Soon after Sisters resignation, it partnered with Street Roots to launch the postcard campaign.

"These postcards come from all over, business owners, people living without housing, local politicians and citizens from every economic background,” Nolen said. “Each person that took the time to write is a murmur, a part of a louder voice, a louder voice demanding our rights."

Nolen said that similar laws are being challenged all along the West Coast.

"Each city, whether it is Fresno, Seattle, Los Angeles, the Bay Area, are all fighting to repeal laws that criminalize people for doing nothing more than trying to exist. Portland has a chance to be at the forefront of this march towards civil rights for all, because Portland belongs to all of us."
The Council made no comments on the presentation.

“We were amazed when doing outreach what a broad base of neighborhood activists, business owners and residents agreed with the idea that the sit-lie law and camping ordinance are human rights violations because they target a specific population in our society,” said Street Roots Director Israel Bayer.

Monday, May 26, 2008

Interview with the late, great Utah Phillips

Street Roots was sad to hear that the great folk singer and rebel rouser Utah Phillips died this past weekend. He passed away peacefully at his home in Nevada City, California on May 23. He was 73 years old.

Back in January of 2004 Israel Bayer of Street Roots had the chance to interview Utah Phillips before one of the many Winterfolk Benefit Concerts he headlined for Sisters Of The Road. Here's the interview titled, "The altered state of Utah Phillips."

He has been likened to Mark Twain and Will Rogers, but probably the best compliment you can give Utah Phillips is that, search high and low, you will find no better friend of the working man and woman.

And that’s a title that would do Phillips proud, because while he may not be the hardest workingman in show business, Phillips knows hard work like few others in show business. He is the radical son of labor organizers, a product of the union movement and a lyrical visionary for everyone who still holds hope for workers rights and civil liberties.

By the time Phillips was a teen-ager, he was riding the rails, bumming with tramps and soaking in every drop of life on the road. He taught himself to play the ukulele and guitar and began writing songs about the hobo life while he worked odd jobs. Those days and his constant keen observations of labor in the United States continue to fuel his musical storytelling today.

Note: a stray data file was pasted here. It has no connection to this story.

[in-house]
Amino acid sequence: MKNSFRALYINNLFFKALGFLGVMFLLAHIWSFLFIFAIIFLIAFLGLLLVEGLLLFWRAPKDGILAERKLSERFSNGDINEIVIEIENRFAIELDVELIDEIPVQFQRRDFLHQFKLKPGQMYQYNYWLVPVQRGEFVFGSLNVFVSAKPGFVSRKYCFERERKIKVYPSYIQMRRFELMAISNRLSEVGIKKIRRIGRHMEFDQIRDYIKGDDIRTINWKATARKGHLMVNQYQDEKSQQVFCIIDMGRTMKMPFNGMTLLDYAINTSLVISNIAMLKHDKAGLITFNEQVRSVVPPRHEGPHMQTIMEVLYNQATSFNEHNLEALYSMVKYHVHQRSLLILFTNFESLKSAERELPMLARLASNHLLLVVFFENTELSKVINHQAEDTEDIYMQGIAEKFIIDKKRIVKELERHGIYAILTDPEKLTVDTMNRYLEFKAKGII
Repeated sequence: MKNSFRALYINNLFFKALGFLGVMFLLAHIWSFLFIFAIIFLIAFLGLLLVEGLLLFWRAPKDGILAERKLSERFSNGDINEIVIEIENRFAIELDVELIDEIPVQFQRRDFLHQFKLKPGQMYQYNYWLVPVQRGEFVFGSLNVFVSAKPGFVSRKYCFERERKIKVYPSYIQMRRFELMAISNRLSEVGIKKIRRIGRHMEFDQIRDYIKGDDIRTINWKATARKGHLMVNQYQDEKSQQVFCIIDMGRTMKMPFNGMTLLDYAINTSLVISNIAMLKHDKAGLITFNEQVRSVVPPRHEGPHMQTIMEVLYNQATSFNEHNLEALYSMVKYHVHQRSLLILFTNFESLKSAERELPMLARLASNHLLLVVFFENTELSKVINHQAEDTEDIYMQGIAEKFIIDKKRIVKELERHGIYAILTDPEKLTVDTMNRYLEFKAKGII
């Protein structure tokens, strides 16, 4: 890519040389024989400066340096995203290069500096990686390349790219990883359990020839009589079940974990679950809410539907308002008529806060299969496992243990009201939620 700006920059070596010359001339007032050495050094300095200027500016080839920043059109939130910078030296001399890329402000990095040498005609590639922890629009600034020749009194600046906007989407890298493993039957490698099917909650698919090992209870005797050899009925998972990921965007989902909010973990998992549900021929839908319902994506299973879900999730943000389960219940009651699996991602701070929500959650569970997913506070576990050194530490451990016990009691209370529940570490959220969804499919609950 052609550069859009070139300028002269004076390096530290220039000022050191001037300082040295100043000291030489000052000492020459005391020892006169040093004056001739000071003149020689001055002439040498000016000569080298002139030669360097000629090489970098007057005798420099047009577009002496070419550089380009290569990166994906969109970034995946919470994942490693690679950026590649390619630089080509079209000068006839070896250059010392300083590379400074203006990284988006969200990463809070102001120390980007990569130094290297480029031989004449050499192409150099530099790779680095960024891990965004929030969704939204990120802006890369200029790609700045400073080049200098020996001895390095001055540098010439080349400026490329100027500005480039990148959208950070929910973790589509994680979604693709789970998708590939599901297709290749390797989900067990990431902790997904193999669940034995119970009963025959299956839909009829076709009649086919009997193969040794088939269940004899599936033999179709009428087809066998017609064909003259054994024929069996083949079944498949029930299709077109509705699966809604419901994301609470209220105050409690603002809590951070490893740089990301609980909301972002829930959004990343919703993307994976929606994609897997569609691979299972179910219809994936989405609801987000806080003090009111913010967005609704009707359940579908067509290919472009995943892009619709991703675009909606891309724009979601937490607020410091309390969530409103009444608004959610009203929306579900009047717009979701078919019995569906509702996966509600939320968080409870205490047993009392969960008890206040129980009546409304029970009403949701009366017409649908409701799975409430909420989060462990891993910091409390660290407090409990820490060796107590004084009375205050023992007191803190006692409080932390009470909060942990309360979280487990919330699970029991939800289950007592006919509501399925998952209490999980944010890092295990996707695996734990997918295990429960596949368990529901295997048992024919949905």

As a soldier in Korea, Phillips decided that nonviolence was the only sane way to live. He founded the Poor People’s Party in Utah, ran for the U.S. Senate on the Peace & Freedom ticket, and routinely runs as a presidential candidate on the Sloth & Indolence ticket.

Activist, musician, politician, rabble rouser and storyteller, Utah Phillips wears many hats. We caught up with him this month to talk about his life and music.

Street Roots: How did you get connected with Sisters of the Road?

Utah Phillips: I would come down and sing for Mike Barns and raise money for the (Portland) Alliance. Sister’s was providing the food for one of these events and I got curious about that. Around the same time, I got a phone call that Dorothy Day from the Catholic Workers had passed away. They rescued me from the streets, you know. I was feeling pretty depressed, so I went down to Sisters to get some lunch. At the time, Genny (Nelson) was working behind the counter there. There were very few people there. I sat and watched Genny. I watched the way she was working with the people and saw that the work Dorothy was doing was getting passed along. That was my first experience.

I was on the road a great deal at the time, and Genny lived in a variety of houses, and she would always have a place for me to stay. I have seen Sisters grow and grow and I watched Genny grow and grow. Genny is one of the most courageous people to be doing what she does with an ailing illness. Since I’ve had this diagnosed congestive heart failure, which means I can’t tour anymore, it’s hard to stay active. I think Genny is an example of people who can be very productive with an ailing illness.

Street Roots: What’s so unique about Sisters that has kept you coming back?

Utah Phillips: I guess first of all, the Catholic Workers philosophy that goes along with Sisters. That movement was started by Dorothy Day and Peter Maurin spreading the social message of the Catholic Church that there is a whole other way of practicing Christianity that has nothing to do with fame and power and greed. Christians spend a lot of time examining the birth and death of Christ, you know, but very little practicing the example of his life. The Catholic Workers movement has meant to change this.